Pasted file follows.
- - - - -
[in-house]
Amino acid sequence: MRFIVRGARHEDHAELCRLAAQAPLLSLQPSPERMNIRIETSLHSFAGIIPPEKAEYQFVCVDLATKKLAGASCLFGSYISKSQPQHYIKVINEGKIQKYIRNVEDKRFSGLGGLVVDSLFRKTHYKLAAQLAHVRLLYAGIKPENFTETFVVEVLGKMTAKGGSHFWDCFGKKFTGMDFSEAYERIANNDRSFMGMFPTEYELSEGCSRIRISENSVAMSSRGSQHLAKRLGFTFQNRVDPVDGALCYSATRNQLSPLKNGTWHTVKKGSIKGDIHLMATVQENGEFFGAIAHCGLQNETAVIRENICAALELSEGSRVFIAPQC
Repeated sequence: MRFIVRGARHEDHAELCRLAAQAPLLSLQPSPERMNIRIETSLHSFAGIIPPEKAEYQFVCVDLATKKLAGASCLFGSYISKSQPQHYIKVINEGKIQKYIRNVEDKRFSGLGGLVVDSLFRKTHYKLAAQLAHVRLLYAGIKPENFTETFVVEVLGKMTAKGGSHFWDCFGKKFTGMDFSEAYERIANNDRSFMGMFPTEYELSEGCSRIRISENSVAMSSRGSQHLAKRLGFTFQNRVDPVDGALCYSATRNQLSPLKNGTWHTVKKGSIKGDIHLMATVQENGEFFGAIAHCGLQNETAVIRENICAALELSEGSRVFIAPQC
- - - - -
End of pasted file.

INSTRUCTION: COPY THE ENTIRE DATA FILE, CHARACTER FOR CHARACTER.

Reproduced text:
[in-house]
Amino acid sequence: MRFIVRGARHEDHAELCRLAAQAPLLSLQPSPERMNIRIETSLHSFAGIIPPEKAEYQFVCVDLATKKLAGASCLFGSYISKSQPQHYIKVINEGKIQKYIRNVEDKRFSGLGGLVVDSLFRKTHYKLAAQLAHVRLLYAGIKPENFTETFVVEVLGKMTAKGGSHFWDCFGKKFTGMDFSEAYERIANNDRSFMGMFPTEYELSEGCSRIRISENSVAMSSRGSQHLAKRLGFTFQNRVDPVDGALCYSATRNQLSPLKNGTWHTVKKGSIKGDIHLMATVQENGEFFGAIAHCGLQNETAVIRENICAALELSEGSRVFIAPQC
Repeated sequence: MRFIVRGARHEDHAELCRLAAQAPLLSLQPSPERMNIRIETSLHSFAGIIPPEKAEYQFVCVDLATKKLAGASCLFGSYISKSQPQHYIKVINEGKIQKYIRNVEDKRFSGLGGLVVDSLFRKTHYKLAAQLAHVRLLYAGIKPENFTETFVVEVLGKMTAKGGSHFWDCFGKKFTGMDFSEAYERIANNDRSFMGMFPTEYELSEGCSRIRISENSVAMSSRGSQHLAKRLGFTFQNRVDPVDGALCYSATRNQLSPLKNGTWHTVKKGSIKGDIHLMATVQENGEFFGAIAHCGLQNETAVIRENICAALELSEGSRVFIAPQC